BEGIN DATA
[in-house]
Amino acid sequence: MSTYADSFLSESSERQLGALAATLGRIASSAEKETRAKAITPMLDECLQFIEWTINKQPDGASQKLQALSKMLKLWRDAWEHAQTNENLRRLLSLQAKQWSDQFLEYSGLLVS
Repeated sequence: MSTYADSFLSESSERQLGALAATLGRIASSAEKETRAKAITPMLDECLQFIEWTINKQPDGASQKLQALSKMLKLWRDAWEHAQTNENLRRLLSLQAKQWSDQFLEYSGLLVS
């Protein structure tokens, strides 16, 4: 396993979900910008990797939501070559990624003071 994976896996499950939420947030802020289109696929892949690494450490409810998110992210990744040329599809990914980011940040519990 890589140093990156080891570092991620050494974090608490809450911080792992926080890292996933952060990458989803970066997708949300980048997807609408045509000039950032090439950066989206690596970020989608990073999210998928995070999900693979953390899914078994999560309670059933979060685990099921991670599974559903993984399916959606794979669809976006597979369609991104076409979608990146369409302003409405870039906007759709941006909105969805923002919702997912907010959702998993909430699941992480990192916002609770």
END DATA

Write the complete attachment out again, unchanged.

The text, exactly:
[in-house]
Amino acid sequence: MSTYADSFLSESSERQLGALAATLGRIASSAEKETRAKAITPMLDECLQFIEWTINKQPDGASQKLQALSKMLKLWRDAWEHAQTNENLRRLLSLQAKQWSDQFLEYSGLLVS
Repeated sequence: MSTYADSFLSESSERQLGALAATLGRIASSAEKETRAKAITPMLDECLQFIEWTINKQPDGASQKLQALSKMLKLWRDAWEHAQTNENLRRLLSLQAKQWSDQFLEYSGLLVS
């Protein structure tokens, strides 16, 4: 396993979900910008990797939501070559990624003071 994976896996499950939420947030802020289109696929892949690494450490409810998110992210990744040329599809990914980011940040519990 890589140093990156080891570092991620050494974090608490809450911080792992926080890292996933952060990458989803970066997708949300980048997807609408045509000039950032090439950066989206690596970020989608990073999210998928995070999900693979953390899914078994999560309670059933979060685990099921991670599974559903993984399916959606794979669809976006597979369609991104076409979608990146369409302003409405870039906007759709941006909105969805923002919702997912907010959702998993909430699941992480990192916002609770």